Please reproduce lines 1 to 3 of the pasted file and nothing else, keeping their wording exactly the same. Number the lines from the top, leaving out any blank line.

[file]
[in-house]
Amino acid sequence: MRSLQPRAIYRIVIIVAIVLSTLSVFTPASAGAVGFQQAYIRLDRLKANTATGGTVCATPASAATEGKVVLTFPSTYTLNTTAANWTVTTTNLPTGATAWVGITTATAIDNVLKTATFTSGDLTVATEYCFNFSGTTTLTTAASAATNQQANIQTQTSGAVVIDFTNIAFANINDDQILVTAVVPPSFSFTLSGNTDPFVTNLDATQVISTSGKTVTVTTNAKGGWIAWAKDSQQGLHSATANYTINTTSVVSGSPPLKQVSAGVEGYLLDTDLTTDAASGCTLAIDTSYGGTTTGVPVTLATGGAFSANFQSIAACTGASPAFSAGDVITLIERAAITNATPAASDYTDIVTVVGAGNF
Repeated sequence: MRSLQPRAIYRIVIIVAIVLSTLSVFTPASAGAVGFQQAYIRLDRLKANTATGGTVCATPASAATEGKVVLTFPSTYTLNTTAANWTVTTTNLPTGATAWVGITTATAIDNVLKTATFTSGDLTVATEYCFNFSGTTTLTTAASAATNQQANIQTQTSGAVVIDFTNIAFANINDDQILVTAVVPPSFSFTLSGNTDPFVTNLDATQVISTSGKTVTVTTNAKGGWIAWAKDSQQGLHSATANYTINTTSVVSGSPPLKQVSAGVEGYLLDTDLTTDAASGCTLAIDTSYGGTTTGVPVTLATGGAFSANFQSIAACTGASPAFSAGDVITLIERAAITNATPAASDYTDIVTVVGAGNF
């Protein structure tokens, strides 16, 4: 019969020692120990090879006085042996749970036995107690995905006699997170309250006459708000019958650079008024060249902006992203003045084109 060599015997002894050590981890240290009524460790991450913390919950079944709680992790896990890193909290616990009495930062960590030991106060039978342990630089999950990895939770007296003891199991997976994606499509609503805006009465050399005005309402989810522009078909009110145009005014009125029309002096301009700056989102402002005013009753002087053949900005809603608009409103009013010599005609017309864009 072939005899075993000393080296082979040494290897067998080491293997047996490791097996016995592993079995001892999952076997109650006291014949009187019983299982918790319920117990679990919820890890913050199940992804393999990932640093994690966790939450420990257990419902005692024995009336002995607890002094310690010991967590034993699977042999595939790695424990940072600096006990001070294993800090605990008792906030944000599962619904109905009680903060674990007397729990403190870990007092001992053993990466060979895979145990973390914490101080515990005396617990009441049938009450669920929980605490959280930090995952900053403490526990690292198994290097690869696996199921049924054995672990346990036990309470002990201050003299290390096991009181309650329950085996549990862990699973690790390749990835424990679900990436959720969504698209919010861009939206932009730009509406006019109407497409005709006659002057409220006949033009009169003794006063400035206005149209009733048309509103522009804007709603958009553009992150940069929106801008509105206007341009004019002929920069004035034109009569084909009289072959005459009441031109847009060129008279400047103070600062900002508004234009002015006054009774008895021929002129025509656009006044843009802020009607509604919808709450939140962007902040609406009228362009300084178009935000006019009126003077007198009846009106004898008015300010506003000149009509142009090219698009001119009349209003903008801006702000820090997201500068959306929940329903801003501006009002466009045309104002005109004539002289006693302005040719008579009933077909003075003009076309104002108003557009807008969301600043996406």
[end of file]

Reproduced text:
[in-house]
Amino acid sequence: MRSLQPRAIYRIVIIVAIVLSTLSVFTPASAGAVGFQQAYIRLDRLKANTATGGTVCATPASAATEGKVVLTFPSTYTLNTTAANWTVTTTNLPTGATAWVGITTATAIDNVLKTATFTSGDLTVATEYCFNFSGTTTLTTAASAATNQQANIQTQTSGAVVIDFTNIAFANINDDQILVTAVVPPSFSFTLSGNTDPFVTNLDATQVISTSGKTVTVTTNAKGGWIAWAKDSQQGLHSATANYTINTTSVVSGSPPLKQVSAGVEGYLLDTDLTTDAASGCTLAIDTSYGGTTTGVPVTLATGGAFSANFQSIAACTGASPAFSAGDVITLIERAAITNATPAASDYTDIVTVVGAGNF
Repeated sequence: MRSLQPRAIYRIVIIVAIVLSTLSVFTPASAGAVGFQQAYIRLDRLKANTATGGTVCATPASAATEGKVVLTFPSTYTLNTTAANWTVTTTNLPTGATAWVGITTATAIDNVLKTATFTSGDLTVATEYCFNFSGTTTLTTAASAATNQQANIQTQTSGAVVIDFTNIAFANINDDQILVTAVVPPSFSFTLSGNTDPFVTNLDATQVISTSGKTVTVTTNAKGGWIAWAKDSQQGLHSATANYTINTTSVVSGSPPLKQVSAGVEGYLLDTDLTTDAASGCTLAIDTSYGGTTTGVPVTLATGGAFSANFQSIAACTGASPAFSAGDVITLIERAAITNATPAASDYTDIVTVVGAGNF